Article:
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Electric Transmission & Distribution Planning Manager in Rapid City, SD

Black Hills

Rapid City, SD 57701
6w ago
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compensation:

$89K - $147K

specialty:

Engineering Management, Electrical Engineering

experience:

8 - 10 years

Job Description

In this important role the Manager of Transmission & Distribution will provide overall leadership, management and direction for the Transmission and Distribution Planning Departments. Manage and direct all transmission, sub-transmission and distribution planning activities, including the preparation and development of long-term transmission plans to meet the needs of all customers for electric utilities located in South Dakota, Wyoming and Colorado. Manage and direct all department activities and provide support to other departments to ensure compliance with WECC, NERC, FERC and state regulatory requirements. Represent the company at regional and sub-regional planning groups. Actively participate as a member of the Planning, Policy & Strategy leadership team.


ESSENTIAL JOB FUNCTIONS:

  • Provide leadership, guidance, and supervisory support to the transmission and distribution planning supervisors as they manage day to day activities
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Valid through: 2020-3-4

About Black Hills

The Black Hills (Lakota: ?e Sápa, Cheyenne: Mo'?hta-vo'honáaeva, Hidatsa: awaxaawi shiibisha) are a small, isolated mountain range rising from the Great Plains of North America in western South Dakota and extending into Wyoming, United States. Black Elk Peak, which rises to 7,244 feet (2,208 m), is the ranges highest summit. The Black Hills encompass the Black Hills National Forest. The name "Black Hills" is a translation of the Lakota Pahá Sápa. The hills were so-called because of their dark appearance from a distance, as they were covered in trees. Native Americans have a long history in the Black Hills. After conquering the Cheyenne in 1776, the Lakota took over the territory of the Black Hills, which became central to their culture. In 1868, the U.S. government signed the Fort Laramie Treaty of 1868, establishing the Great Sioux Reservation west of the Missouri River, and exempting the Black Hills from all white settlement forever. However, when settlers discovered gold there in 1874, as a result of George Armstrong Custers Black Hills Expedition, miners swept into the area in a gold rush. The US government took back the Black Hills and in 1889 reassigned the Lakota, against their wishes, to five smaller reservations in western South Dakota, selling off 9 million acres of their former land. Unlike most of South Dakota, the Black Hills were settled by European Americans primarily from population centers to the west and south of the region, as miners flocked there from earlier gold boom locations in Colorado and Montana. As the economy of the Black Hills has shifted from natural resources (mining and timber) since the late 20th century, the hospitality and tourism industries have grown to take its place. Locals tend to divide the Black Hills into two areas: "The Southern Hills" and "The Northern Hills". The Southern Hills is home to Mount Rushmore National Memorial, Wind Cave National Park, Jewel Cave National Monument, Black Elk Peak (the highest point in the United States east of the Rockies, formerly known as Harney Peak), Custer State Park (the largest state park in South Dakota), the Crazy Horse Memorial (the largest sculpture in the world), and the Mammoth Site in Hot Springs, the world’s largest mammoth research facility.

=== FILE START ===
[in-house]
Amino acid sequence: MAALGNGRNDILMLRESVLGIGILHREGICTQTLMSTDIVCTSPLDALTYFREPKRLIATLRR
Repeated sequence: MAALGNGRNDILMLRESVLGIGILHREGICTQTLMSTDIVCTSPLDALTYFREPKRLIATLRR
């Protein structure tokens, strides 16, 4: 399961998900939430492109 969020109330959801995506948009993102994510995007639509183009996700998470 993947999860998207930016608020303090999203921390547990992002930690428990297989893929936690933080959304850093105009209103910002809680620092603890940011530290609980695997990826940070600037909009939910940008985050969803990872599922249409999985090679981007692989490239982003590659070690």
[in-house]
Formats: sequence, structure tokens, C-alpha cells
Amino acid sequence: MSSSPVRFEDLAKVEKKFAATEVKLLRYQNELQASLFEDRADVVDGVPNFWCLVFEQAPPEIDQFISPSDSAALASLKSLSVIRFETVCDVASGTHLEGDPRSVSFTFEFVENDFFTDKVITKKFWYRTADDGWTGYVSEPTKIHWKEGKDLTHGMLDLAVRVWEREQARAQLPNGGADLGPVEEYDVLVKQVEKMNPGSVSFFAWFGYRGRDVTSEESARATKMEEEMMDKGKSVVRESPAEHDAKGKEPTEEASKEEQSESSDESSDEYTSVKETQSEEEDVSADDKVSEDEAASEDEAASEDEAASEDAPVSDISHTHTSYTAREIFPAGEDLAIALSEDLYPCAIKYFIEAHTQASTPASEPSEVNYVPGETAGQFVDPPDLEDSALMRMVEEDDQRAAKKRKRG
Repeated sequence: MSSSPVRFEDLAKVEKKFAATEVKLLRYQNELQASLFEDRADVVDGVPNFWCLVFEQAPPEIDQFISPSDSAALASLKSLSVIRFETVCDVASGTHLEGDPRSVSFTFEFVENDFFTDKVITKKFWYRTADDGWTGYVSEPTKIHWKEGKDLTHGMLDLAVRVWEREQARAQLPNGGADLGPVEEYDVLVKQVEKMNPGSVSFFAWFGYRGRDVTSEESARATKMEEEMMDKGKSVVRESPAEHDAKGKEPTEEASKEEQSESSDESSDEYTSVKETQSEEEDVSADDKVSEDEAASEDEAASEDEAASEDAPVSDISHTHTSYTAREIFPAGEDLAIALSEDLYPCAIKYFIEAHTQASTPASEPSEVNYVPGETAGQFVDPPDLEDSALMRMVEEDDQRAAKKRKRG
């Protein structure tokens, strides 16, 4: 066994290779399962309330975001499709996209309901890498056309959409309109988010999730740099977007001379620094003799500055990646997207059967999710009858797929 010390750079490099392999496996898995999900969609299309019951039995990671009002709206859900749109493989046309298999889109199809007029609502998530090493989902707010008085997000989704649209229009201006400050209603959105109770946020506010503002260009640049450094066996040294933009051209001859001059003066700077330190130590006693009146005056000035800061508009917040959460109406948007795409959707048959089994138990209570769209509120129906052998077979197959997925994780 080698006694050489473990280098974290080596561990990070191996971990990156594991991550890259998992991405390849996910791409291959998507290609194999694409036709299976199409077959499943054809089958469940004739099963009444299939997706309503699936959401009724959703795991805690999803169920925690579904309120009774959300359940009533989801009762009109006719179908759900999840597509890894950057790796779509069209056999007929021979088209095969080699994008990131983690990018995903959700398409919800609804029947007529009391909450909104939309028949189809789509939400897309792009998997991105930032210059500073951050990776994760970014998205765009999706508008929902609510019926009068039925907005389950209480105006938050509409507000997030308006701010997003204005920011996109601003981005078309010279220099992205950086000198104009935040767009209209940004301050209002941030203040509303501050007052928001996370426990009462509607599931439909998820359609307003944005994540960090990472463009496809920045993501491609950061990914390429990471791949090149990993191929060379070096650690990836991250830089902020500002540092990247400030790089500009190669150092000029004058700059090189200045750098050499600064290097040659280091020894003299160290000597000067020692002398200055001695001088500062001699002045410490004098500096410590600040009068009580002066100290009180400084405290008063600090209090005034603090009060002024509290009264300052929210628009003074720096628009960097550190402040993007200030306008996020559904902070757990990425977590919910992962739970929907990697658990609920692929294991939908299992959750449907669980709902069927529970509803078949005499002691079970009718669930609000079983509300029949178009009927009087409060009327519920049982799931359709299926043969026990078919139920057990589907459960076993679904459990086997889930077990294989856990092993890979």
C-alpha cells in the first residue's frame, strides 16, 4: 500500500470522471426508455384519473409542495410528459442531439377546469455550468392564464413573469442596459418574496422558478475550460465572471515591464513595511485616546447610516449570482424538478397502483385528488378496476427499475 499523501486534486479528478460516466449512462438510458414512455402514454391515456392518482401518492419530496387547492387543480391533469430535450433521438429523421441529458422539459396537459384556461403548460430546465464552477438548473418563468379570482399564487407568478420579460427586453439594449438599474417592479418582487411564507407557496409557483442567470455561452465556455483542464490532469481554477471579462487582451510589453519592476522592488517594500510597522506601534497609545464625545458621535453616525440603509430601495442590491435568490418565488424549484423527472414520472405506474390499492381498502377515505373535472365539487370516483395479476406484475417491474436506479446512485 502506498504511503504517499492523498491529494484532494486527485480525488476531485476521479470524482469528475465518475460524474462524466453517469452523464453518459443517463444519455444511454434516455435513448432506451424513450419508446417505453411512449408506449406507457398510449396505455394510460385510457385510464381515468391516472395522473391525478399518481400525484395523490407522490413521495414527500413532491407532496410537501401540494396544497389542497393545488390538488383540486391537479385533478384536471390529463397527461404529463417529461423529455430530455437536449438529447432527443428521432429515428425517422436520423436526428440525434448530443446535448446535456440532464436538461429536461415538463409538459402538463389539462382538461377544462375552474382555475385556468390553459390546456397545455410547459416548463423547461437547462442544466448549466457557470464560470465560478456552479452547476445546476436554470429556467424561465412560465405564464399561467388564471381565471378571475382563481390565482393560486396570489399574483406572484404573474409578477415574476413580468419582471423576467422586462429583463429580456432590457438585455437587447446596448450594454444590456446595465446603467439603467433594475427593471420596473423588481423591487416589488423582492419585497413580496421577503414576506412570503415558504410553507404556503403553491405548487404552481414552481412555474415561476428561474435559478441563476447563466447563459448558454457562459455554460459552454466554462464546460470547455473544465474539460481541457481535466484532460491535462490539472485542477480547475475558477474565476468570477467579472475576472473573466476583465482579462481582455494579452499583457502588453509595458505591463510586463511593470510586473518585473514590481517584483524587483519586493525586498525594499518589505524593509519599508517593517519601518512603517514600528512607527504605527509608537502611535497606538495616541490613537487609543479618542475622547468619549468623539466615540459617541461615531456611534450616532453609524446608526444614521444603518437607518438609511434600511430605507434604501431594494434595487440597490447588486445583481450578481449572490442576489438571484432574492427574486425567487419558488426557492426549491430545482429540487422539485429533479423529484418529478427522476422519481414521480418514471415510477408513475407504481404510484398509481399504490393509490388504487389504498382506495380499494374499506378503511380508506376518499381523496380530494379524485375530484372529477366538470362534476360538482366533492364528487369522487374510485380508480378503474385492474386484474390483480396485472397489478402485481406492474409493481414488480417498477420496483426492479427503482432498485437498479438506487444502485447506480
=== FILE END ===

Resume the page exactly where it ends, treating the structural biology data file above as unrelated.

Total Jobs:
11
Average Pay:
$119,107
Total value of jobs:
$3,335,000
% Masters:
35%